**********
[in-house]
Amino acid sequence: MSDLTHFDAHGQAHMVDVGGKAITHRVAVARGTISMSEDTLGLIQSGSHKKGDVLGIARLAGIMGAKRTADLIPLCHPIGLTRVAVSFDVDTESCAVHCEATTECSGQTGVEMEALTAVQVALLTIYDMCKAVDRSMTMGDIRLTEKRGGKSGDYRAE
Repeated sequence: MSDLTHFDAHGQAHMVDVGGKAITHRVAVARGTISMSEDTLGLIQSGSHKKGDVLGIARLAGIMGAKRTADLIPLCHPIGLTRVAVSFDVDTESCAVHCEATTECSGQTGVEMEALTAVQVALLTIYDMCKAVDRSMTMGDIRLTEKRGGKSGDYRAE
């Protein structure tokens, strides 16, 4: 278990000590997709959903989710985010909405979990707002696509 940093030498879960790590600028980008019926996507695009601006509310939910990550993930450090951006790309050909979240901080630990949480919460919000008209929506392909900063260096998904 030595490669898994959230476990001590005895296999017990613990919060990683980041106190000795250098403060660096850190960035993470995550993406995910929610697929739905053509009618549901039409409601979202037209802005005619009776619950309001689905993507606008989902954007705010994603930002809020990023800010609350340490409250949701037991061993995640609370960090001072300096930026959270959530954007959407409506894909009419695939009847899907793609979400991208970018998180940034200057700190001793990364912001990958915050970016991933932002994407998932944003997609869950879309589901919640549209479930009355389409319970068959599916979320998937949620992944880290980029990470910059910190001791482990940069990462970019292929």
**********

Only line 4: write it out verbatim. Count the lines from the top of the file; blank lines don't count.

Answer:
């Protein structure tokens, strides 16, 4: 278990000590997709959903989710985010909405979990707002696509 940093030498879960790590600028980008019926996507695009601006509310939910990550993930450090951006790309050909979240901080630990949480919460919000008209929506392909900063260096998904 030595490669898994959230476990001590005895296999017990613990919060990683980041106190000795250098403060660096850190960035993470995550993406995910929610697929739905053509009618549901039409409601979202037209802005005619009776619950309001689905993507606008989902954007705010994603930002809020990023800010609350340490409250949701037991061993995640609370960090001072300096930026959270959530954007959407409506894909009419695939009847899907793609979400991208970018998180940034200057700190001793990364912001990958915050970016991933932002994407998932944003997609869950879309589901919640549209479930009355389409319970068959599916979320998937949620992944880290980029990470910059910190001791482990940069990462970019292929």